THE HUNCHBACK OF NOTRE DAME (1996) – My all-time favorite Disney movie

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      I must be a movie-going anomaly, because I consider The Disney Studio’s version of

The Hunchback of Notre Dame

    the best animated feature ever made. Victor Hugo purists have complained about the movie’s liberties (particularly with the comic relief of the three gargoyles, which I admit is a bit of a stretch for sidekicks). And the story, of course, is way too dark for anyone expecting a lighthearted Disney cartoon. But then, perhaps that’s part of the point.
      The movie was directed by Kirk Wise and Gary Trousdale. Those names are worth noting because they also directed Disney’s

Beauty and the Beast

    , which was the first-ever animated film to be nominated for a Best Picture Oscar. Obviously that gave the duo some clout to make pretty much what they wanted. They certainly chose one of the darker stories to animate, and it showed at the box office when it grossed only (only?) $96 million. But it is a story superbly told on all levels.
    The film’s opening scene tells, in song, how the hunchback was stolen from a gypsy by Claude Frollo, an evil judge (changed from a priest in the original story) who has a huge hang-up about gypsies. Frollo sees that the child is physically deformed and intends to drop him down a well, until a priest shames him into keeping the child as his own. He condescendingly names the child “Quasimodo” (meaning half-formed) and keeps him locked in a bell tower where he learns to ring the bells for the city of Paris. And in that first ten minutes, you’re thinking: These Disney guys are really serious.
    From there, the movie introduces Esmeralda (voiced by Demi Moore) and Frollo’s troubled officer Phoebus (Kevin Kline), both of whom come to befriend Quasimodo. Yet the movie doesn’t go for easy answers, and when the movie (controversially) ends happily, it feels quite earned. Because along the way, Quasimodo certainly needs a friend or two. Voiced by Amadeus’ Tom Hulce, he does a song called “Out There” in which Quasimodo expresses his longing to simply get out in the real world one day, and it beautifully lays the groundwork for everything that follows.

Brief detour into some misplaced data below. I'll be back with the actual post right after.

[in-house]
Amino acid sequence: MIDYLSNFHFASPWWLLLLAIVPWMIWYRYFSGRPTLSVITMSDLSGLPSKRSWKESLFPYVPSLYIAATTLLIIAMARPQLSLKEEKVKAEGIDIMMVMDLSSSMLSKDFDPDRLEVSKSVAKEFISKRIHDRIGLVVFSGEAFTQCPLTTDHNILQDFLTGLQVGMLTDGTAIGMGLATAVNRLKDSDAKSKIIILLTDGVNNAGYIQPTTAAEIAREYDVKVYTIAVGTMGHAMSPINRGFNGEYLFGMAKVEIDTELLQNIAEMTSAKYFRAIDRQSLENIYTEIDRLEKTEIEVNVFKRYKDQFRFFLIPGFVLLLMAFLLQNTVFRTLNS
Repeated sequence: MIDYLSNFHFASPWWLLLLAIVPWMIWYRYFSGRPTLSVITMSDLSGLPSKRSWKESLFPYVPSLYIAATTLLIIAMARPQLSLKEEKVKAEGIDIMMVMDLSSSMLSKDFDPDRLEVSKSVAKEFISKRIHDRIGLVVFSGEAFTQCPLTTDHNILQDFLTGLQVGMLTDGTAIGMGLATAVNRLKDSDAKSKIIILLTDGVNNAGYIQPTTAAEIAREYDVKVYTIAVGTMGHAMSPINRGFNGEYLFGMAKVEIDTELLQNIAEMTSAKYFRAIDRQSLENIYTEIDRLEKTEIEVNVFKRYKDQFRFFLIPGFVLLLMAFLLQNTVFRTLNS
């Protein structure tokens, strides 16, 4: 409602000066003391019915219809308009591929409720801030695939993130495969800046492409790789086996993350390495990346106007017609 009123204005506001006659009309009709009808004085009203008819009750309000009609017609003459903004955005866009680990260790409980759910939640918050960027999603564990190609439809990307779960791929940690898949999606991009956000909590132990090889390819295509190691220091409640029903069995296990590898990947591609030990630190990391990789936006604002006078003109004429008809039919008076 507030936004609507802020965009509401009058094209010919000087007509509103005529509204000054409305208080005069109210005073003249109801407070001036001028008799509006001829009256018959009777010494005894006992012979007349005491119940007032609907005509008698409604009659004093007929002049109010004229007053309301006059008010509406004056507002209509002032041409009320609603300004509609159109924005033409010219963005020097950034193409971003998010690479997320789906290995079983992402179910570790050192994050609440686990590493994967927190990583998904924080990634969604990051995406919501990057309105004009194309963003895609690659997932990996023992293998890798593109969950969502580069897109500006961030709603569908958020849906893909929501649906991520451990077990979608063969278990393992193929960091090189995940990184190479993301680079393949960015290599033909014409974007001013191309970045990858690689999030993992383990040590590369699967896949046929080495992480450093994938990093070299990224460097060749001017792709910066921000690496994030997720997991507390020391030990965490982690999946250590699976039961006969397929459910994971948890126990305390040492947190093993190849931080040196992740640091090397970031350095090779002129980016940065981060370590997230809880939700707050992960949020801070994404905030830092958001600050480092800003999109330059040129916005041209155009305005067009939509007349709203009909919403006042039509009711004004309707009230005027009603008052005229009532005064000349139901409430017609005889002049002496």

That song is part of an unjustly overlooked score by Disney vets Alan Menken and Stephen Schwartz, and it’s only one element of the most underrated work you’ll find in animation. There’s an astounding scene where Frollo privately confesses his lust for Esmeralda, and as G-rated numbers go, it’s a pretty hard G.
    But I found it refreshing that the Disney group was willing to take some chances here, unlike their much safer audience-pleasers, such as the politically correct Pocahontas. For all of its happy ending, the movie doesn’t cop out, either. (SPOILER SENTENCE!)¬†Quasimodo doesn’t get the girl, but he gets something much better — he acceptance he has always craved. Disney movies have offered a lot less palatable messages. And for those who think that a Disney cartoon shouldn’t rattle anyone, I say: Remember what happened to Bambi’s mom?[

 

DECONSTRUCTING HARRY (1997) – One of Woody Allen’s bawdiest and best movies

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Most of Woody Allen’s 1990’s movies were so kind and polite, they’re almost anemic. (His musical Everyone Says I Love You was a charming concept, but was the movie’s Groucho Marx number at all necessary?) But with Deconstructing Harry, Allen regained some of his bite and managed to make his funniest movie in years.

Harry is a bit like Allen’s much-reviled Stardust Memories. As in that movie, Allen plays an artist (here, a writer named Harry Block) with a mental block and a predilection for troubled women. There are frequent movies-within-a-movie sprung from the artist’s brain. (My favorite is the movie actor who is literally always out of focus, providing Robin Williams with a perfect cameo.) And much of the story is told in flashback and jump-cuts, to reflect the artist’s fractured state of mind.

But at least in Harry, Allen is as unforgiving of his own character as he is of the others. Harry Block is shown as a swearing boozer, pill-popper, and regular customer of prostitutes. Judging from Allen’s public comments, I would guess he is very little like this in real life. But while the makers of As Good As It Gets have publicly crowed about creating an unsympathetic lead character, Allen has quietly done a far superior job of it.

And Allen’s revitalization has extended to his direction. Allen’s cast have been filled with an ever-growing list of big-name stars recently, but they usually don’t come off very well. Here, Kirstie Alley, Billy Crystal, and Demi Moore, among others, are quite satisfying. (Julia Louis-Dreyfus’s cuckolder seems almost an extension of her “Seinfeld” character.)

The world is divided between Woody Allen fans who delight in deconstructing his work, and detractors who have made careers out of Allen-bashing. Deconstructing Harry shows how entertainingly Allen can do the job for both sides.